Lift Truck Tips: Improve productivity with data-driven operator training

How active and passive solutions can modify operator behavior and cut costs.

By ·

Lift truck owners are often challenged to increase productivity without hiring people and without purchasing equipment. Joe LaFergola, manager of business information solutions for The Raymond Corp., says end-users who recognize the need to optimize processes can find efficiencies in their lift truck fleets by focusing on the operators—the employees most connected to the fleet.

Targeted and ongoing operator training initiatives can be made more effective by capturing and acting upon operator data, says LaFergola. Customers using this approach will find increased productivity, reduced equipment and product damage, and improved safety and compliance.

“Poor or minimal operator training impacts productivity,” says LaFergola, who recommends all fleet managers adopt some simple and effective training strategies. Start with good operator training programs that include pedestrian safety components, he says, and have a good maintenance program, which by definition requires an attentive operator. Incentive programs for top performing or most improved operators also reduce damage and ensure good habits are formed over time.

Beyond these universal goals, LaFergola suggests fleet owners consider a vehicle management system (VMS) of some kind, which can be configured with a variety of modules from impact meters to unique operator identification systems. VMS systems can provide details about processes that a labor management system cannot, he says.

“A labor management system will tell you how long a task takes and allow you to plan a process around those task durations,” says LaFergola. “With more granular data, a customer might find the task for which 30 seconds had been allotted actually takes 27 seconds. That’s a 10% reduction, and those efficiencies add up quickly once they are identified.”

One customer reduced impacts by 88% with a VMS system, he says. After logging 45 impact alerts in the first full month of the implementation, the customer provided targeted—as opposed to blanket—training over the next five months and reduced the monthly number of impact alerts to five. “Targeted training is key,” says LaFergola. “Instead of taking a highly productive operator out of the loop for training they don’t need, go to the source of the problem.”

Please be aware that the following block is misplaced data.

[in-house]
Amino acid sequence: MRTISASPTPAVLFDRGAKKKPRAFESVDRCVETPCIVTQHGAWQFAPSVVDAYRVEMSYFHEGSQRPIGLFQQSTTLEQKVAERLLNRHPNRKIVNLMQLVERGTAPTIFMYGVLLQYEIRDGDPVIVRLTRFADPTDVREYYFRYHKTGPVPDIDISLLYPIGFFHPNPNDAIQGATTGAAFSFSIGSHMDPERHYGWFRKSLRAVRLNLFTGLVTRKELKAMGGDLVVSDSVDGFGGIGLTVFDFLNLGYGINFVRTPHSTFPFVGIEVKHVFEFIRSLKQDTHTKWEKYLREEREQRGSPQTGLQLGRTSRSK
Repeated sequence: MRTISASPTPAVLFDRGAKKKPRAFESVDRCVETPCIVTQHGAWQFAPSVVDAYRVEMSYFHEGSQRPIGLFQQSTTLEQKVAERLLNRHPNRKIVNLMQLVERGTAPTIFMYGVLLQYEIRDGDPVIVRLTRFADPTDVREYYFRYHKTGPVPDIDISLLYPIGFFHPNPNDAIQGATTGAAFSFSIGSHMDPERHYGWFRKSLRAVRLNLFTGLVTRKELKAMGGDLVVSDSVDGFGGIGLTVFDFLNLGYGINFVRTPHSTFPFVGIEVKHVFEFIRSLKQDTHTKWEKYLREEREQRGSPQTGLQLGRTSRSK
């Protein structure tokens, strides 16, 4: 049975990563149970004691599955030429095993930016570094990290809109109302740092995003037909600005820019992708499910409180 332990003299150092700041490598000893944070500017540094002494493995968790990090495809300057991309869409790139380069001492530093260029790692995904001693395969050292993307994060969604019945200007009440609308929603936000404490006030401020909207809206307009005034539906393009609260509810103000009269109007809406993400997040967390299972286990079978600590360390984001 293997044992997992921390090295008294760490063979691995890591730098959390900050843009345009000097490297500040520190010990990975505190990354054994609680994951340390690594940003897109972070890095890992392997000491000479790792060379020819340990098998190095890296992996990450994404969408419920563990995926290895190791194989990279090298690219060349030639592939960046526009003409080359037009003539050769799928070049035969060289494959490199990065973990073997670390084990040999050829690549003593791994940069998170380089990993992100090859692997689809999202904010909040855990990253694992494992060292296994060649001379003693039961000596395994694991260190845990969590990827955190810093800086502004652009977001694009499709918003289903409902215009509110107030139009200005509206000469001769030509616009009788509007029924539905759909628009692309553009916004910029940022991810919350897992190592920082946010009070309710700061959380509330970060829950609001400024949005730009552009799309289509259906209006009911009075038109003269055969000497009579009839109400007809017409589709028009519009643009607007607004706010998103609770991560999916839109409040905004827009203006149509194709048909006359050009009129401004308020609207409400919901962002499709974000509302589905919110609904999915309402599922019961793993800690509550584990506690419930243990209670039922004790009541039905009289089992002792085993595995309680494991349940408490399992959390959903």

Integration with vehicle-mounted lights or horns mean behavior modification is built-in, says LaFergola. “Even if it’s a mild bump that results in no damage, a horn will sound or a light will flash to tell the operator, ‘that was a little too hard.’”

VMS data can also be used as a gateway to ensure an operator has the appropriate certification or to ensure thorough completion of pre-shift inspections. Operators who complete an online inspection will see random questions. This prevents an operator from memorizing a paper checklist and “pencil-whipping” through it to get to work more quickly. A 15-second delay between questions gives the operator every reason to actually perform each check, and the benefit of wireless filing more than compensates for the time spent fully completing the inspection.

“Customers think they have these best practices in place, but they often have no way to validate that rules are being followed,” says LaFergola. “Don’t implement programs just to implement programs. Pursue outcomes.”

Read more Lift Truck Tips.

Equipment 101: Lift truck basics
Lift trucks have come a long way since their introduction in the materials handling arena in the 1920s. Today, they are smarter and stronger, and still the indispensable workhorses in our warehouses and distribution centers.

About the Author

Josh Bond, Contributing Editor
Josh Bond is Senior Editor for Modern, and was formerly Modern’s lift truck columnist and associate editor. He has a degree in Journalism from Keene State College and has studied business management at Franklin Pierce University.

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